I ordered hotate (a full scallop roasted on the grill in all it’s liquid–here’s a great photo so you can visualize) and some mushrooms and asparagus for safety’s sake. We told ourselves we could sterilize our stomachs with beer. That’s pretty much what we did. When we asked for the total, it was another 3,000 yen. What?!? For a handful of mushrooms, three spears of asparagus and a single scallop that I could have bought in the local grocery store for about $2 plus a beer? Oh, did I mention that our otoshi here was far worse than the last one? Something the general size and shape of a piece of daikon but, well, soft and creamy, like curdled milk. It wasn’t very tasty and the texture (combined with the overwhelming smell of the place) started to make me feel sick. Rather than argue or deal with him I just left the money on the counter and we were out of there ASAP. I know I may not have left a good impression for foreigners everywhere, but it didn’t really matter to me too much at that point. Goal #1 was to get away from the horrible smell. Did I mention the smell yet? I think I may have.

So the moral of the story is that there are no street vendors worth their salt left in the Yokocho and all we found was disappointment. Maybe we went through the wrong doors and just got unlucky, but ultimately, it comes down to the fact that the stall just outside of Inokashira Koen is probably still the best place to get charcoal grilled yakitori that we know of. (Stay tuned for that post.)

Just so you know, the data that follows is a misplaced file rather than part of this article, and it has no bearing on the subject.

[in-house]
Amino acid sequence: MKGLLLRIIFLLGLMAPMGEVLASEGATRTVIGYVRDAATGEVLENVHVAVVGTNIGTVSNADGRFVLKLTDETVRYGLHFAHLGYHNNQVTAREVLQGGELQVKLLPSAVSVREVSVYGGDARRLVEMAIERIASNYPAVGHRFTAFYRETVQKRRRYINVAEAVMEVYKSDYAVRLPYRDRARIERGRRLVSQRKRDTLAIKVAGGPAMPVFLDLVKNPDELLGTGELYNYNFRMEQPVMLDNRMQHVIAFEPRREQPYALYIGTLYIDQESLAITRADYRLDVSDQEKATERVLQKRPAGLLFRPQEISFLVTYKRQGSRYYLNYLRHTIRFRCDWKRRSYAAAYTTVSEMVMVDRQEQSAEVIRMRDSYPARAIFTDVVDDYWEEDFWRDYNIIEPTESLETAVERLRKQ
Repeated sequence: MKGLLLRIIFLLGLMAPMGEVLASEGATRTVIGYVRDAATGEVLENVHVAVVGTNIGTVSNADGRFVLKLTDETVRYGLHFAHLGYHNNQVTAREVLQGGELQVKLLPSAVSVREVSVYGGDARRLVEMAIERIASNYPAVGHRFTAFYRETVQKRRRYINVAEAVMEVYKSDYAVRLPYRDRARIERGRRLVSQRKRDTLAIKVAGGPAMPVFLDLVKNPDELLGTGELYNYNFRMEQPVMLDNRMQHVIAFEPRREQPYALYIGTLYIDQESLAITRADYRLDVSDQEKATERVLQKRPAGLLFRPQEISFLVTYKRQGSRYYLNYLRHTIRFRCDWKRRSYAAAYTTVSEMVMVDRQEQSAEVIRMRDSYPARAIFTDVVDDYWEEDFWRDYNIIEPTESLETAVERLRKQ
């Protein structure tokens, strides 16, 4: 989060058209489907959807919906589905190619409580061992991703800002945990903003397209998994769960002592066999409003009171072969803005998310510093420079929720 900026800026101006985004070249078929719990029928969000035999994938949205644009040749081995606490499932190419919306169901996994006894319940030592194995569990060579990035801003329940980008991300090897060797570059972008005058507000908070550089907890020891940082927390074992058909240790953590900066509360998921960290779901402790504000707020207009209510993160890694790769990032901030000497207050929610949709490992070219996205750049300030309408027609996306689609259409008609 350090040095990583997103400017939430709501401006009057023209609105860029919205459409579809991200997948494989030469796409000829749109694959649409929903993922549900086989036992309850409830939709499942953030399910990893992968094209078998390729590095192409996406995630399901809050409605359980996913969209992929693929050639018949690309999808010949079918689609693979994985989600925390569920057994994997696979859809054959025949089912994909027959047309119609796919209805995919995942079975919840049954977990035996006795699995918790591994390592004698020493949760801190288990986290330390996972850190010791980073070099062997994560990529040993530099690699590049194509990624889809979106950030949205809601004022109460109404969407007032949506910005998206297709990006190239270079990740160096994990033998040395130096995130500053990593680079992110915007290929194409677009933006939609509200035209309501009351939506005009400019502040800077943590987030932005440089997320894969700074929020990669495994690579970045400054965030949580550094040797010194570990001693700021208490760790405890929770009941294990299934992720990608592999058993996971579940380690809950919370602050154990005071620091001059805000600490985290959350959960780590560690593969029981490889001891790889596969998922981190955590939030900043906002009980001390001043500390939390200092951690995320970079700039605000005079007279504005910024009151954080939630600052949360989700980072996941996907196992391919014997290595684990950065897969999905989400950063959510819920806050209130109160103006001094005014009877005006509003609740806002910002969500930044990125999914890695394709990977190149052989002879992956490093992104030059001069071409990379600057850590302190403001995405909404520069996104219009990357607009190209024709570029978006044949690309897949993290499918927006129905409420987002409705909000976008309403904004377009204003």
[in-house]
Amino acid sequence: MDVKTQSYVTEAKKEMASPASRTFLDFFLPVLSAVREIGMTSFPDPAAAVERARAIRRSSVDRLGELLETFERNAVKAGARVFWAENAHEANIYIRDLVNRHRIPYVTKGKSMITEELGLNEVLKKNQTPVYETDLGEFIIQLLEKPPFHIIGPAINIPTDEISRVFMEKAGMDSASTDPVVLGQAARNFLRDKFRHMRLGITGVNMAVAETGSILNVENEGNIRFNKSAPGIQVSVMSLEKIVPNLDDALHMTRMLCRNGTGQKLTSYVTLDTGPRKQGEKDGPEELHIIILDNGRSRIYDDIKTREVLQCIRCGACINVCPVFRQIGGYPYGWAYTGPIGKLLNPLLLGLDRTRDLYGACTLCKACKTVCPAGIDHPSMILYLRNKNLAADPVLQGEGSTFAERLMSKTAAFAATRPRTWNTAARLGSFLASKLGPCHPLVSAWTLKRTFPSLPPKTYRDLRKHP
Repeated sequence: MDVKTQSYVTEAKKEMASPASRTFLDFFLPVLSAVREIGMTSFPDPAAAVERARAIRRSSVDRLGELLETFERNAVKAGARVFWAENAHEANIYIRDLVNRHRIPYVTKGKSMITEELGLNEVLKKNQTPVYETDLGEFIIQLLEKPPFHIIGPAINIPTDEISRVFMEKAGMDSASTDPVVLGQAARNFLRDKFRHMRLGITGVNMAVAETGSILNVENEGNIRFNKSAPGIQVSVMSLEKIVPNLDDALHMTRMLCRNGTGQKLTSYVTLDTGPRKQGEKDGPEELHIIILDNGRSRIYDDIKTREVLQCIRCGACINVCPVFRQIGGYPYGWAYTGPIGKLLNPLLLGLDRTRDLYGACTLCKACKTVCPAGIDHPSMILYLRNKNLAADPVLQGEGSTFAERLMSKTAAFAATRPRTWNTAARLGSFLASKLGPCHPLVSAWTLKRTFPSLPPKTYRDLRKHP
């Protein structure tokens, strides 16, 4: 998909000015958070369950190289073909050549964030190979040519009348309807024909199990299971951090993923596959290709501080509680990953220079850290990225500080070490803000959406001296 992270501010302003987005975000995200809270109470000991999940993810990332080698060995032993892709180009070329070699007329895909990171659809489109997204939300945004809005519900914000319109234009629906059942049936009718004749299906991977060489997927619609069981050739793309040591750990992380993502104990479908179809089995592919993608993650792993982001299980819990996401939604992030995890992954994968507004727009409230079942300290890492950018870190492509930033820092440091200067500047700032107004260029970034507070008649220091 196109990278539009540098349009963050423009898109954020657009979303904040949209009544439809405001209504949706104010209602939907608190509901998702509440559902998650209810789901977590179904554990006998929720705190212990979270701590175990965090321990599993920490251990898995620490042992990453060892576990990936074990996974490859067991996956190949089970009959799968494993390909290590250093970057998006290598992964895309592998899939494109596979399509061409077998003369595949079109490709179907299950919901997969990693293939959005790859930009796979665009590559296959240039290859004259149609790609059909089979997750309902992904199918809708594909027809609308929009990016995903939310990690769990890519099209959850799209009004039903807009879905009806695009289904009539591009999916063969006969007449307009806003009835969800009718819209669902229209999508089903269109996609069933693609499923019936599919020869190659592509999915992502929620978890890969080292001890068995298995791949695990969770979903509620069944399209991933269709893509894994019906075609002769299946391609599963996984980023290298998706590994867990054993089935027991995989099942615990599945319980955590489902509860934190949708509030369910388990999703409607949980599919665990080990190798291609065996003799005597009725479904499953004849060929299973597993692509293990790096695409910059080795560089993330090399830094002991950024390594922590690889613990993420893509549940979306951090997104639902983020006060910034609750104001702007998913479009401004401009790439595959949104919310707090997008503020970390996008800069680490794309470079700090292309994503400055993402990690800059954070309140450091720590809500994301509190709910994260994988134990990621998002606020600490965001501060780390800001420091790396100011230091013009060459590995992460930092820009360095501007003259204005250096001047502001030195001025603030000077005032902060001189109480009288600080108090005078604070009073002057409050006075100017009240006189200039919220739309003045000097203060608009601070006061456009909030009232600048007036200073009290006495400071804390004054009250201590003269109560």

Shinjuku

Please note: because we were worried that we would end up chopped into pieces and embalmed like the snake, no photographic evidence is available for “restaurant” #2.

Also note: There are a surprisingly small number of photos of Yokocho on the internet. Click here for a nice shot and map of the area.

Advertisements




Reflections on Japan

15 01 2009

In honor of my upcoming trip to Japan, I am posting an essay I wrote in 2003, the last time I visited the country. I’m interested to see if I have the same reaction after my upcoming trip (maybe Matt will help me limit my “stuff collecting!”).